soc 2 report

What Are SOC 2 Reports? A Comprehensive Guide

A SOC 2 report can give organizations a competitive advantage, proving their adherence to rigorous security and privacy standards. It also positions the organization as a trusted protector of sensitive data, capable of blocking potential cyber threats. 

Here, you will learn more about what a SOC 2 report entails and why it is crucial for businesses operating in regulated industries.

What Are SOC 2 Reports? A Comprehensive Guide

What Is a SOC 2 Report?

SOC 2 reports transparent and verifiable evaluation reports based on SOC 2 (Service Organization Control 2) standards. It is a cybersecurity framework developed by the American Institute of Certified Public Accountants (AICPA) in 2010. It ensures that third-party or outsourced services manage, store, and process data, ensuring that data remains secure, available, complete, confidential, and private. 

The SOC 2 report documents the organization’s or business’s adherence to established security and privacy standards.

Importance of SOC 2 Reports

SOC 2 reports play a crucial role in demonstrating how well and capable a business or organization is at handling sensitive data based on the five trust service principles. 

A report displaying SOC 2 compliance equates to the level of security that a business can provide. From a marketing perspective, this helps establish trust and credibility. It offers assurance and serves as a valid selling point for attracting discerning clients, particularly those who strongly value data protection and information security.

soc 2 checklist

SOC 2 Reports Objective

The objective of a SOC 2 report is to check if an organization follows the necessary Trust Service Criteria (TSC): security, availability, processing integrity, confidentiality, and privacy. 

An auditor should evaluate the effectiveness of the organization’s controls to meet the TSC.

Linford and Co. and The Cloud Security Alliance elaborates on the importance of maintaining high standards based on the following criteria:

Security

This criterion is required for all SOC 2 reports. It ensures that data and systems are not vulnerable to unauthorized access, unauthorized disclosures, and damage. Organizations need to meet nine security points of focus, each focusing on being supported by one or three controls.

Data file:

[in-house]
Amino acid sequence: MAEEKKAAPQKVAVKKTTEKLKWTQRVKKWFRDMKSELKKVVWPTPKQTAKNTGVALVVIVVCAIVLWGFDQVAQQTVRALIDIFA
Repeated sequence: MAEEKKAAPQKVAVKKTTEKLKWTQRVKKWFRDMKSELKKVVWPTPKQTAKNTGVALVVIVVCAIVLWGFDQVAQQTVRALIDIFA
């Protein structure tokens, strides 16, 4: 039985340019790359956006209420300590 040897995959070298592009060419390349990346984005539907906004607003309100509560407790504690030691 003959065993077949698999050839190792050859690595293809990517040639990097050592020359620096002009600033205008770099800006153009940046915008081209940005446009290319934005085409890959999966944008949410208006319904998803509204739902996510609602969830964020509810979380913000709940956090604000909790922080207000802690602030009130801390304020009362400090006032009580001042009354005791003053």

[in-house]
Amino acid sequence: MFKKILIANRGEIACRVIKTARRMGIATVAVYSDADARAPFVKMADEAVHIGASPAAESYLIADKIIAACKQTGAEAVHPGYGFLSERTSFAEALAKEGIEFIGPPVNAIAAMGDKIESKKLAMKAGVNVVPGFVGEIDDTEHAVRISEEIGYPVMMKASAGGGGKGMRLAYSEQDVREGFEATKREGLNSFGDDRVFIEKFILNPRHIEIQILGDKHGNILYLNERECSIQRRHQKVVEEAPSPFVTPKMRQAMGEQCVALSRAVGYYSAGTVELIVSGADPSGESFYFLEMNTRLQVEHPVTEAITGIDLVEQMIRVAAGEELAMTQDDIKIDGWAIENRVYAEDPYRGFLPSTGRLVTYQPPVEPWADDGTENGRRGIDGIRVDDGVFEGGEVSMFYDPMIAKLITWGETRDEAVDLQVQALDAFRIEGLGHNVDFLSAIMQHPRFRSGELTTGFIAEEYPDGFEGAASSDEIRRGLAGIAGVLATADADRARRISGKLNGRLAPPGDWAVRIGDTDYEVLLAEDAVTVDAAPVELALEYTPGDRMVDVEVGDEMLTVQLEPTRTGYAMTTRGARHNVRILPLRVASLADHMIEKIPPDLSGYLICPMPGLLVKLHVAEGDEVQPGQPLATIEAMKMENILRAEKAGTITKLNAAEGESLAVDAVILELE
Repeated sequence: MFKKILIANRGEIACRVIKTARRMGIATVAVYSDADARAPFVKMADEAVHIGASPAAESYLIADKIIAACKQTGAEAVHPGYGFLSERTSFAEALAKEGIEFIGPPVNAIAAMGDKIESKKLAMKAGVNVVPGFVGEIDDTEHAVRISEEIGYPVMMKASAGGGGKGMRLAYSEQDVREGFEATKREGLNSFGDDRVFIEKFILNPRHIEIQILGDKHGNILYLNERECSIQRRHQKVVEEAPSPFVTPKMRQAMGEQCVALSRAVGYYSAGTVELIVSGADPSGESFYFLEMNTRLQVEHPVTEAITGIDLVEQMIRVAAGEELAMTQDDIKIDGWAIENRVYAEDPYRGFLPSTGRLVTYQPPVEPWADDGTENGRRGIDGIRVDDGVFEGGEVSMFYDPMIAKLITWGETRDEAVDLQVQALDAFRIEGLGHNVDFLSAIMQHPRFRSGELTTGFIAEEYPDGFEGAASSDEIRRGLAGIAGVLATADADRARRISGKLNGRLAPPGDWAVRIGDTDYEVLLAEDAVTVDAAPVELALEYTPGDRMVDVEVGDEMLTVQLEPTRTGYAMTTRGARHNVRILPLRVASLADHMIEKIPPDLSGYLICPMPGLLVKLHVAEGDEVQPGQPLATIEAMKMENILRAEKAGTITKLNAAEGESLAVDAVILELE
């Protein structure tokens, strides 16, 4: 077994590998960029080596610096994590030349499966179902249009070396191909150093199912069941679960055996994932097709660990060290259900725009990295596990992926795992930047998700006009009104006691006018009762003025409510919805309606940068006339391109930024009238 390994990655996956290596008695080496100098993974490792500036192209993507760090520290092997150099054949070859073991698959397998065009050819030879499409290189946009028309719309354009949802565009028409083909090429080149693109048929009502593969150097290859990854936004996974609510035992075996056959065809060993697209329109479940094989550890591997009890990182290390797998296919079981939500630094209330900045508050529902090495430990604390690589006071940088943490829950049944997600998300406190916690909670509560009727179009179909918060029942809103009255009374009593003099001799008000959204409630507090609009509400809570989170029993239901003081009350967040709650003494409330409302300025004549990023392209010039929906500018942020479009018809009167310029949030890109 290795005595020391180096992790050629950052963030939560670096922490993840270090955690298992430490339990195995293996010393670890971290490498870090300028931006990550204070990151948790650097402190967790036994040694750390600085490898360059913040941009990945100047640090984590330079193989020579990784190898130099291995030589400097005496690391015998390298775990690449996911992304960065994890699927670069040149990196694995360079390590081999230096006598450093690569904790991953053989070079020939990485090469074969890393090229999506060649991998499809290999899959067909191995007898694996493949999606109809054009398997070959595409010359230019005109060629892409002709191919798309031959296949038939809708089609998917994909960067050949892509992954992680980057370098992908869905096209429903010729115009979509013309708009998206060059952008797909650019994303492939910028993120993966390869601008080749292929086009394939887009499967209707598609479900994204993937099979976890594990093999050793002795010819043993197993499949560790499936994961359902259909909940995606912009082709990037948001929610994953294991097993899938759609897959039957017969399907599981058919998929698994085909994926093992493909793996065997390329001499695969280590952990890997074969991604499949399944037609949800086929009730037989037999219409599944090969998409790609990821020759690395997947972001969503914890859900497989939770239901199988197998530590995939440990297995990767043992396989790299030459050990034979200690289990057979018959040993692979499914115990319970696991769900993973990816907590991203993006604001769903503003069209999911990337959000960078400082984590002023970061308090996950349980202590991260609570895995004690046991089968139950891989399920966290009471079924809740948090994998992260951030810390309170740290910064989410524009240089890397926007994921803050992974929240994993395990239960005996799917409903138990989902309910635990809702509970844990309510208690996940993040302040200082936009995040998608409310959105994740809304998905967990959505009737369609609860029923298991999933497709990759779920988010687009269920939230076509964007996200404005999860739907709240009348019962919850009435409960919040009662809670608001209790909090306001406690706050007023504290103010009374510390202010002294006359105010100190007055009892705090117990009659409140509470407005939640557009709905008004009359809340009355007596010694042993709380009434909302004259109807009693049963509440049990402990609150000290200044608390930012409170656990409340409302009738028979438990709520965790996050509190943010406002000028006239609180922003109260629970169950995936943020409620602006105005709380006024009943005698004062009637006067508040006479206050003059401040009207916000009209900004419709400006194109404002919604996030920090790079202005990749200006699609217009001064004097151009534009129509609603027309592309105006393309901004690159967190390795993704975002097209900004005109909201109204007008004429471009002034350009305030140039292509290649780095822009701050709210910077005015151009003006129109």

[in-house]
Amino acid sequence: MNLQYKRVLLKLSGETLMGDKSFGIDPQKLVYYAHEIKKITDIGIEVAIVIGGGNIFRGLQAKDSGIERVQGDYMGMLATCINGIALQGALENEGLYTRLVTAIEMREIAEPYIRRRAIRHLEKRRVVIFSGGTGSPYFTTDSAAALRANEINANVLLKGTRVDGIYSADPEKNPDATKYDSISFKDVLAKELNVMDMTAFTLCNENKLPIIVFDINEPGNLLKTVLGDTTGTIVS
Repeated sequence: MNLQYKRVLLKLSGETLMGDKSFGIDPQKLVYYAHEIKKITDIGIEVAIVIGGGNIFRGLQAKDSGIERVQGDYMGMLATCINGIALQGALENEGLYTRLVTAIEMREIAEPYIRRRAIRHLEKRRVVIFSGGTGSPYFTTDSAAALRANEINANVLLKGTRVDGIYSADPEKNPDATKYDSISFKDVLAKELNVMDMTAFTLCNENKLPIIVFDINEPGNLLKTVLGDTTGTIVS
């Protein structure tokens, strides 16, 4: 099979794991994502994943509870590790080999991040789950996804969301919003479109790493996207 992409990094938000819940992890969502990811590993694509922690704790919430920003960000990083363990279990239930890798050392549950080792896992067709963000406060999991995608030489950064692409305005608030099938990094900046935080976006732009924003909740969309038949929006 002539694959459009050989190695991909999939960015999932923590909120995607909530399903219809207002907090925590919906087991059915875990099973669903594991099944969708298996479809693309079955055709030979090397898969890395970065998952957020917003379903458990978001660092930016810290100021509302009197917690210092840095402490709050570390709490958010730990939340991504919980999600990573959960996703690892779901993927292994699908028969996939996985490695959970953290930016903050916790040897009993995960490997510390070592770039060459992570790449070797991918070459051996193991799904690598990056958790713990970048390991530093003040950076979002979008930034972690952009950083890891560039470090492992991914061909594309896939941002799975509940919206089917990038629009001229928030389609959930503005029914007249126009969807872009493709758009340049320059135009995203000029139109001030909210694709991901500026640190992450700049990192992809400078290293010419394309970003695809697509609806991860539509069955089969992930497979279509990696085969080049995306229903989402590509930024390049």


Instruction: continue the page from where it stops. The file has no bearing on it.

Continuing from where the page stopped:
These 9 points of focus include:

  • CC1: Control Environment
  • CC2: Communication and Information
  • CC3: Risk Assessment
  • CC4: Monitoring Activities
  • CC5: Control Activities
  • CC6: Logical and Physical Access Controls
  • CC7: System Operations
  • CC8: Change Management
  • CC9: Risk Mitigation

Availability

The system should be available and accessible to users, meeting the organization’s objectives. Since many organizations, like software as a service (SaaS) providers, offer outsourced services, the availability of TSC is an essential inclusion in their audit. If availability is vital to a system and stakeholders ask to include this criterion in the audit, it’s best to include it on top of other reports showcasing compliance.

Processing integrity

The AICPA defines processing integrity as “system processing is complete, valid, accurate, timely, and authorized” to meet the organization’s objectives. There should be no errors in data processing. And if ever there are, they should be dealt with promptly. Data should be accurate and properly stored and maintained.

Confidentiality

All data considered confidential should be protected to meet the organization’s objectives. Confidential information may vary depending on the organization or location. However, if the organization designates data as confidential as agreed with clients, then it should maintain the appropriate controls to maintain confidentiality.

Privacy

Personal information should be collected, used, retained, disclosed, and destroyed according to the organization’s privacy notice and standards set by the Privacy Management Framework, an update to the generally accepted privacy principles (GAPP). Personal information includes names, home addresses, email, ID numbers, purchase history, medical records, and financial records.

See: SOC 2 Compliance Checklist

What Are SOC 2 Reports? A Comprehensive Guide

Scope of SOC 2 Reports

SOC 2 audits are not one-size-fits-all but are tailored to the unique operations of an organization. The audit scope depends on the specific processes or services relevant to the security of customer data. This means that some criteria in the TSC may not be relevant to an organization’s services or system. However, the Security criterion is foundational for all SOC 2 reports.

Types of SOC 2 Reports: Type I vs. Type II

SOC 2 Type 1

This SOC 2 reporting focuses on the system’s effectiveness and controls at a specific time. It covers a single date and provides a snapshot of the controls in place on that day. If an organization needs to give stakeholders a quick SOC 2 report or check if the system design is implemented correctly, this report will suit them.

SOC 2 Type 2

The focus of SOC 2 Type 2 is to assess the ongoing effectiveness of a system and controls over a more extended period (usually 3-12 months). Given the extended evaluation period, this report offers a more comprehensive view of controls in action. 

Kent Cañas

Kent is a content strategist currently specializing in HIPAA-compliant online fax. Her expertise in this field allows her to provide valuable insights to clients seeking a secure and efficient online fax solution.

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